Tell Me About Yourself: Geaninne Gutiérrez-Guimarães
An Interview with Geaninne Gutiérrez-Guimarães, Associate Curator at Guggenheim Museum Bilbao by Angelina Medina
Have you ever thought about working as a curator at a top art museum? As a part of my Tell Me About Yourself series, this month, I interviewed Geaninne Gutiérrez-Guimarães, the associate curator of the Guggenheim Museum Bilbao at the Guggenheim Museum and Foundation based in New York, about her professional journey. I specifically wanted to speak with her because she is a Hunter alumnus and a woman of color, and I knew she would provide invaluable advice for Hunter students who are aspiring to obtain a career in the arts.
1. Can you tell me about your career path and what led you to your role as an Associate Curator at the Guggenheim Museum in Bilbao?
I always strived towards hands-on experience and internships were vital to my developing career. When I graduated from Hunter with a degree in Art History, I asked myself what could I do with that degree? I didn’t know what path to take and I gravitated towards museum internships after speaking to several professors and career advisors at school. I applied to a twelve-month curatorial internship at The Museum of Modern Art and I was accepted. I was ecstatic at the possibility of learning what a museum career would be like and if it was something that I wanted to pursue. The internship was instrumental in my young career, and I did several more throughout the years, including a nine-month curatorial internship at The Metropolitan Museum of Art. These internships helped build my skills and expand my network, and eventually led me to a position as a curatorial assistant at The Museum of Modern Art, and later to Assistant Curator and then Associate Curator at the Guggenheim Museum Bilbao and Solomon R. Guggenheim Museum and Foundation.
2. Do you believe there is a personality type that is well-suited for this kind of career? What do you wish you would have known when you started working in the art world?
I started as an undergrad student in fine arts at Hunter, which required art history courses, and I always found myself more excited about the latter. Somewhere midway I switched majors and solely dedicated myself to art history and took every course there was available. I simply could not get enough. I was an art major at Fiorello H. LaGuardia High School of Music & Art and Performing Arts, and I always thought I would become an artist. I never thought I would become a curator. As a first-generation college student from an immigrant family, I faced a lot of challenges in determining my career path. I remember feeling a lot of uncertainty when I graduated Hunter, but I am grateful to have pursued my passion for art history by staying true to myself.
3. What are the biggest rewards about the work that you do?
One of the biggest rewards is educating our audience about the history of art through exhibitions, publications, and public programming. My field of specialty is modern and contemporary Latin American art, and earlier this year I organized “Lygia Clark: Painting as an Experimental Field, 1948-1958” at the Guggenheim Museum Bilbao. The last exhibition of this significant Brazilian artist in Spain was at Fundació Antoni Tàpies, Barcelona in 1997. For this exhibition, I chose to concentrate on Clark’s first ten years of artistic production, when she was experimenting between figuration and abstraction to articulate the compelling visual language that defined her mature production. I remember receiving notes from the general public thanking me for introducing them to Clark, an artist that they had not known about until this very exhibition. Opening up minds and educating the general audience is something that remains unforgettable.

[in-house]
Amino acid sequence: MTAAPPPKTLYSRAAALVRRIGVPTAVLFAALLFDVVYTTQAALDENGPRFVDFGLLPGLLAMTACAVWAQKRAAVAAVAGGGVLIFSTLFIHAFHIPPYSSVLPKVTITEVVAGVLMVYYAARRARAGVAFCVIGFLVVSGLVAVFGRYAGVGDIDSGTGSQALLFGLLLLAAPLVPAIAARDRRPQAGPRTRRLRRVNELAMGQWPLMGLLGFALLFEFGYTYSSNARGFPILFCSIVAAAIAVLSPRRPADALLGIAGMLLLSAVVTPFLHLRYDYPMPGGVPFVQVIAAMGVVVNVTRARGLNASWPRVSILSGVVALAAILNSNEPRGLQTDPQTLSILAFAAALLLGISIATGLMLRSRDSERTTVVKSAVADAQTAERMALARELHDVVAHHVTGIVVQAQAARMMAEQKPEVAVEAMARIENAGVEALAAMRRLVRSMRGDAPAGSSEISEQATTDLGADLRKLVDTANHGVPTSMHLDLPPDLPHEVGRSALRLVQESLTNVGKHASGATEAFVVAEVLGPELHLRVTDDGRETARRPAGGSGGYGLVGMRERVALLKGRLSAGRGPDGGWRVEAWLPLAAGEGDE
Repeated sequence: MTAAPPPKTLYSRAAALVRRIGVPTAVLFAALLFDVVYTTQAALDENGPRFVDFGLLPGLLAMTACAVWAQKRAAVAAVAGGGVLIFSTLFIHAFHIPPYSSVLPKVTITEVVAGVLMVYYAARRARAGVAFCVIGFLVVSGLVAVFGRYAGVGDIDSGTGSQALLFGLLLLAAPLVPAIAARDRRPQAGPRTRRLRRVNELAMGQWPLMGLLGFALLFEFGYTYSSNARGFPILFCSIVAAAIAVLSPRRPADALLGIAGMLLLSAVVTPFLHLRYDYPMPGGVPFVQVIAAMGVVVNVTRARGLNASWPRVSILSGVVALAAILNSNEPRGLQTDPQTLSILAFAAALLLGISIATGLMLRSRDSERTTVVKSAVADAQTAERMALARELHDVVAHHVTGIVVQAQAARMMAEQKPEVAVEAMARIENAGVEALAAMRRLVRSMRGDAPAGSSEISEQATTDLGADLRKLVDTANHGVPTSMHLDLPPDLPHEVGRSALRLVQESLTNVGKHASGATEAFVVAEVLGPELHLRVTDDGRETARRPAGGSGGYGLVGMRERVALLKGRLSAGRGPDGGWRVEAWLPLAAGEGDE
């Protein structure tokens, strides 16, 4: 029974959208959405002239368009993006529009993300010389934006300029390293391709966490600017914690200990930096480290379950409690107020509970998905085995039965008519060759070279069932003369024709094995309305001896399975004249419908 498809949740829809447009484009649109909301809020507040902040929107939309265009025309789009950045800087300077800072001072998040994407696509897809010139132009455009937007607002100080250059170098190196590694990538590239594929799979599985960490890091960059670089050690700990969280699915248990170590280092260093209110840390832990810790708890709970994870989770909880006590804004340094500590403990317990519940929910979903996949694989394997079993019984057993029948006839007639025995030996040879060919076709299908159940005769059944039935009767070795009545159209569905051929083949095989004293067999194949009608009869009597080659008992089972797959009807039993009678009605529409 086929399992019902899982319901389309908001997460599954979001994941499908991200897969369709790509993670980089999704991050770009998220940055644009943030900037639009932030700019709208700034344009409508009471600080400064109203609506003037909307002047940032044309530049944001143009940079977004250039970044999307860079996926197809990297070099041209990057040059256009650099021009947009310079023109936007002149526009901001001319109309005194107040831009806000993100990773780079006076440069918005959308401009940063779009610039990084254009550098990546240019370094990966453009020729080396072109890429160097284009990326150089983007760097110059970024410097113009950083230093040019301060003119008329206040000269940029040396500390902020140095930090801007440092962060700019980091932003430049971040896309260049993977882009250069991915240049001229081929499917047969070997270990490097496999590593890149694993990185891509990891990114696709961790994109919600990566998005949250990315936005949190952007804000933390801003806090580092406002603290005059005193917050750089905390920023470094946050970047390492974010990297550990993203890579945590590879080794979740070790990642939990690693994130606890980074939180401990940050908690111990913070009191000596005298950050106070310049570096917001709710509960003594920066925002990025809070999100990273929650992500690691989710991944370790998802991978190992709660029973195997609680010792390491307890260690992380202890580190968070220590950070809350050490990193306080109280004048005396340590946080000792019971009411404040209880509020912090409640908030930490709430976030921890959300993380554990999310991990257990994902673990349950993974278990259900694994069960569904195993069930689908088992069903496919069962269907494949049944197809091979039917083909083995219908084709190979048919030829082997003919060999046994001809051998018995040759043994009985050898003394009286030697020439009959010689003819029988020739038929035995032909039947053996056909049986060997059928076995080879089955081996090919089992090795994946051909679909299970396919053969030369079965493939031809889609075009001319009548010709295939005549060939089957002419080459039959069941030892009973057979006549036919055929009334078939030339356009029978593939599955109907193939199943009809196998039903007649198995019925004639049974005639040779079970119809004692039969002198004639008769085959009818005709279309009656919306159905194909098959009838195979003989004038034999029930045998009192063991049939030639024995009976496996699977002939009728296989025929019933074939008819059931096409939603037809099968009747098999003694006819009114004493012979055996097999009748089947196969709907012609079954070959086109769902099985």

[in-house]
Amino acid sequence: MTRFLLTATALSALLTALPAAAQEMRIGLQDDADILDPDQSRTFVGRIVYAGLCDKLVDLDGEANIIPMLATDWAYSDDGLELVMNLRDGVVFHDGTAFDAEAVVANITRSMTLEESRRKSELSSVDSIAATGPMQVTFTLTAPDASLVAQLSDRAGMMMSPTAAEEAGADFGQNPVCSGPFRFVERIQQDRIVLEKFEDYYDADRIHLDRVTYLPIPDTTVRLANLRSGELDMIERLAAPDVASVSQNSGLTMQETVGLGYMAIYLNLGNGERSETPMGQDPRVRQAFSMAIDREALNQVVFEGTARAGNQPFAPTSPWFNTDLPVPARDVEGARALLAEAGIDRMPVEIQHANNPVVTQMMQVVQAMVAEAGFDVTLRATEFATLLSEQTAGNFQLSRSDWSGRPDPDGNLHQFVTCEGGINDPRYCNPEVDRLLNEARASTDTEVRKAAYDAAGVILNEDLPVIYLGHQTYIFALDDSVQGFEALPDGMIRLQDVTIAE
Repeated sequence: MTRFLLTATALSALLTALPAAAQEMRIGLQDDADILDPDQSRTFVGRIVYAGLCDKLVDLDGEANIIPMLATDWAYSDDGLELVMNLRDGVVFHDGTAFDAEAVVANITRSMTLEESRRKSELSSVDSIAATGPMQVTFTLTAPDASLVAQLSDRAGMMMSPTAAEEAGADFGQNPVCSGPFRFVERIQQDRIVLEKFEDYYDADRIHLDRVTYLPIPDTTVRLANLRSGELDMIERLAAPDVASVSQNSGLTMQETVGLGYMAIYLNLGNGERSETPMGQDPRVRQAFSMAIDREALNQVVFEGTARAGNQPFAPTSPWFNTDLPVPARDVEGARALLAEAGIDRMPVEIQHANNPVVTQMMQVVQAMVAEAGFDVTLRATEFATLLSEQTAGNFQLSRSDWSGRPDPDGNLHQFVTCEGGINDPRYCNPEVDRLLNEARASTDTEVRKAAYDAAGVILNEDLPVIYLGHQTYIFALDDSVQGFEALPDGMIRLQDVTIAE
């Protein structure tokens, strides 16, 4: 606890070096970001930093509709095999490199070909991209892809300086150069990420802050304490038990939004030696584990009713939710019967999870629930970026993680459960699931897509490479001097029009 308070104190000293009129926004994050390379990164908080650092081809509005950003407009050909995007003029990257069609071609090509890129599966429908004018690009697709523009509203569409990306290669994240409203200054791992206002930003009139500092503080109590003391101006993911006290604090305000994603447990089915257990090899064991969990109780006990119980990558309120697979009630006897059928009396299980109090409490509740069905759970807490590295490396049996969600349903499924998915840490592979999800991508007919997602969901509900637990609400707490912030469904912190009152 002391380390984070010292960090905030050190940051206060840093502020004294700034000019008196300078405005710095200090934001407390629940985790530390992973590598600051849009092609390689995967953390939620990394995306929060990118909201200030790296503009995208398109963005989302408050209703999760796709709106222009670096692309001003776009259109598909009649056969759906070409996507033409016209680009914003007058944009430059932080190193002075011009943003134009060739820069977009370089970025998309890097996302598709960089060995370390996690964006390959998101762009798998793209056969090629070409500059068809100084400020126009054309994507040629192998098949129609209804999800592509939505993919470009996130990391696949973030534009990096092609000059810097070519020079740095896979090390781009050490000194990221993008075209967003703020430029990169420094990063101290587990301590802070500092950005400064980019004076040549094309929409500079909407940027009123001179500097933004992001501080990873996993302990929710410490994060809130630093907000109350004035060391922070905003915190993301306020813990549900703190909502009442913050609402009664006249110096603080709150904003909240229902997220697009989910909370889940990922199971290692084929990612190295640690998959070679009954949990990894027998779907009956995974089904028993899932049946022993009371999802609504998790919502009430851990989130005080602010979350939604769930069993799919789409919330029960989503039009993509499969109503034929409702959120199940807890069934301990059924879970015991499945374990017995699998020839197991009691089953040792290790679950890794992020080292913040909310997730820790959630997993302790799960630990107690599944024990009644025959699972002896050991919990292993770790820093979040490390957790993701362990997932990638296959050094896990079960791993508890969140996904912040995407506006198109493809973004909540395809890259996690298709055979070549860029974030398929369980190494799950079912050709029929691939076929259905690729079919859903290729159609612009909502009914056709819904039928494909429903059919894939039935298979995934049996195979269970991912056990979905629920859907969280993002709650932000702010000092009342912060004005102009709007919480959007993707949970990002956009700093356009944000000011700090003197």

Lygia Clark: Painting as an Experimental Field, 1948-1958 at Guggenheim Museum Bilbao. Curator: Geaninne Gutiérrez-Guimarães. Photo: Erika Ede
4. Can you tell me more about your participation in the Latin American Circle?
Part of working at a museum is building the collection through acquisitions of artworks. We often work with Affinity Groups composed of patrons who provide financial support for these acquisitions. The Latin American Circle is among the Guggenheim’s Affinity Groups, whose committee members are dedicated to supporting the acquisitions of works by Latin American artists for the museum’s permanent collection. As a curator, I work along with our director, chief curator, and curatorial staff to identify such works, which normally involves extensive research, studio visits, gallery visits, building relationships with artists and estates, negotiating prices and discounts, and understanding the impact of such acquisition into the collection.
5. Do you have any recommendations for students who are interested in pursuing a career in the arts?
Everybody’s journey is different. I always thought that we had one line to follow, but life comes at you in very different ways. Challenges come at you constantly. I am a woman of color who received her BA and MA from CUNY, and I have faced many challenges to get to where I am today. Our museums need to improve in diversity, equity and inclusion so that leadership positions reflect the many races and ethnicities of our general audience. I also believe that museum internships remain integral in the formation of young careers and that interns should reflect a diverse pool of candidates. I’m conscious of my role in a curatorial position and I pride myself in mentoring much like I was mentored when I was an intern. I will never forget what one of my former interns told me: that it was wonderful to see themselves in me, a person of color, in a sea of white. That statement had a huge impact on me. I would encourage all students to believe in themselves, to persevere, to face challenges head-on, and to stay firm in their beliefs. You will make a difference.